What is the aim of this review?
The aim of this Cochrane Review is to find out whether e-learning, that is, interactive online educational programmes, is more effective than traditional learning (with no access to e-learning) in licensed health professionals for improving patient outcomes or health professionals’ behaviours, skills and knowledge. Cochrane researchers collected and analysed all relevant evidence to answer this question and identified 16 studies.
When compared to traditional learning, e-learning may make little or no difference for improving patient outcomes or health professionals’ behaviours and knowledge, and it is uncertain whether it improves or reduces health professionals’ skills.
What was studied in this review?
Modern technologies have created new platforms for advancing medical education. E-learning has gained popularity due to the potential benefits of personalised instruction, allowing learners to tailor the pace and content of courses to their individual needs, increasing the accessibility of information to remote learners, decreasing costs and facilitating frequent content updates.
Previous reviews have not identified differences, but they were limited by the type of participants included (mix of licensed health professionals and medical students) and study types evaluated (randomised together with non-randomised trials).
What are the main results of the review?
The review authors identified 16 relevant studies from 10 different countries, providing data on 5679 participants (4759 mixed health professionals, 587 nurses, 300 doctors and 33 childcare health consultants). Companies funded three studies, whereas government agencies financed six.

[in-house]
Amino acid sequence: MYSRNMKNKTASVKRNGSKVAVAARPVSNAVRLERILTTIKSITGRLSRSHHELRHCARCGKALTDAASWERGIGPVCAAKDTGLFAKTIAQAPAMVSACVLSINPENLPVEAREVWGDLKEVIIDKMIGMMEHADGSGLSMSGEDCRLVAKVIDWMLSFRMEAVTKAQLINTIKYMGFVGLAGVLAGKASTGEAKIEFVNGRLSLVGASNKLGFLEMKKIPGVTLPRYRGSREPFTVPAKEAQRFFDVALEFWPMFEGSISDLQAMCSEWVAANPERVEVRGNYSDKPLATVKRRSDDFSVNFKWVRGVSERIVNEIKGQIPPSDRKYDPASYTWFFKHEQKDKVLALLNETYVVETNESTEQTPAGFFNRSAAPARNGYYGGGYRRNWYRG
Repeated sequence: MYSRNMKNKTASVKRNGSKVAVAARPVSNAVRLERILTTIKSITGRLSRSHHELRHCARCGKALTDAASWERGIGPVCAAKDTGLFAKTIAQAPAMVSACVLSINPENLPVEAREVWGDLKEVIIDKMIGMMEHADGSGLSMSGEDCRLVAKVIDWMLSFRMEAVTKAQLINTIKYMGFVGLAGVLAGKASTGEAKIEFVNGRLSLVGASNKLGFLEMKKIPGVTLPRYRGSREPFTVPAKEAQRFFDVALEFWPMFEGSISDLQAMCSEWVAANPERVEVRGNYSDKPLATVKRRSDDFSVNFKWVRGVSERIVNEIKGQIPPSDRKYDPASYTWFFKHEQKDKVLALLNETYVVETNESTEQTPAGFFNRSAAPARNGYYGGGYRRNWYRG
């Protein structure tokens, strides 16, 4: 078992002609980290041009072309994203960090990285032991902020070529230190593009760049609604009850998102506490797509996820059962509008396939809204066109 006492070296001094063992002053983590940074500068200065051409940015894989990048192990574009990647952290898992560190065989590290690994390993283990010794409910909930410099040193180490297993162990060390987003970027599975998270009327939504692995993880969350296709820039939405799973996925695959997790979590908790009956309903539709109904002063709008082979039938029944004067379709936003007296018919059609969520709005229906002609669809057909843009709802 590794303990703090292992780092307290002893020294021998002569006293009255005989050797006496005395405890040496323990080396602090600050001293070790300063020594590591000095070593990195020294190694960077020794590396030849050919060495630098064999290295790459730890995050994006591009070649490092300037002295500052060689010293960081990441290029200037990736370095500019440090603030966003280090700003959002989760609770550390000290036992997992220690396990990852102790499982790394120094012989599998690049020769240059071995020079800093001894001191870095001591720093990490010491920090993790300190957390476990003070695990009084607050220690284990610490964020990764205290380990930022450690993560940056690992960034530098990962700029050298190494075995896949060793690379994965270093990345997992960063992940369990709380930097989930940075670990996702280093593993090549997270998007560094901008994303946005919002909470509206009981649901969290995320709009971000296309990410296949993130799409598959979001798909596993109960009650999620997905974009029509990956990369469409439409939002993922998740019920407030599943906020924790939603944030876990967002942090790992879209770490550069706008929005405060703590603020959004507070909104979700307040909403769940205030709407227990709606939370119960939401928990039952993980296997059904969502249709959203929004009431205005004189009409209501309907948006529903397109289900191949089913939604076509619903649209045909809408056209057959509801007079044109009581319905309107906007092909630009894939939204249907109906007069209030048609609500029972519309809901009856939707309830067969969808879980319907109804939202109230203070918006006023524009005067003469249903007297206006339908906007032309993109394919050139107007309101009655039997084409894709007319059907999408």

One study with 847 health professionals found little or no difference between e-learning and traditional learning on patient outcomes at one year, and two studies with 950 health professionals suggested little to no difference in health professionals’ behaviours at 3 to 12 months, as the certainty of the evidence was low. We are uncertain whether e-learning improves or reduces health professionals’ skills at 0 to 12 weeks’ follow-up, based on the results of six studies with 2912 participants and very low certainty of evidence. E-learning may also make little or no difference on health professionals’ knowledge, based on the results from 11 studies with 3236 participants at 0 to 12 weeks follow-up, as the certainty of the evidence was low.
How up-to-date is this review?
The review authors searched for studies that had been published up to July 2016.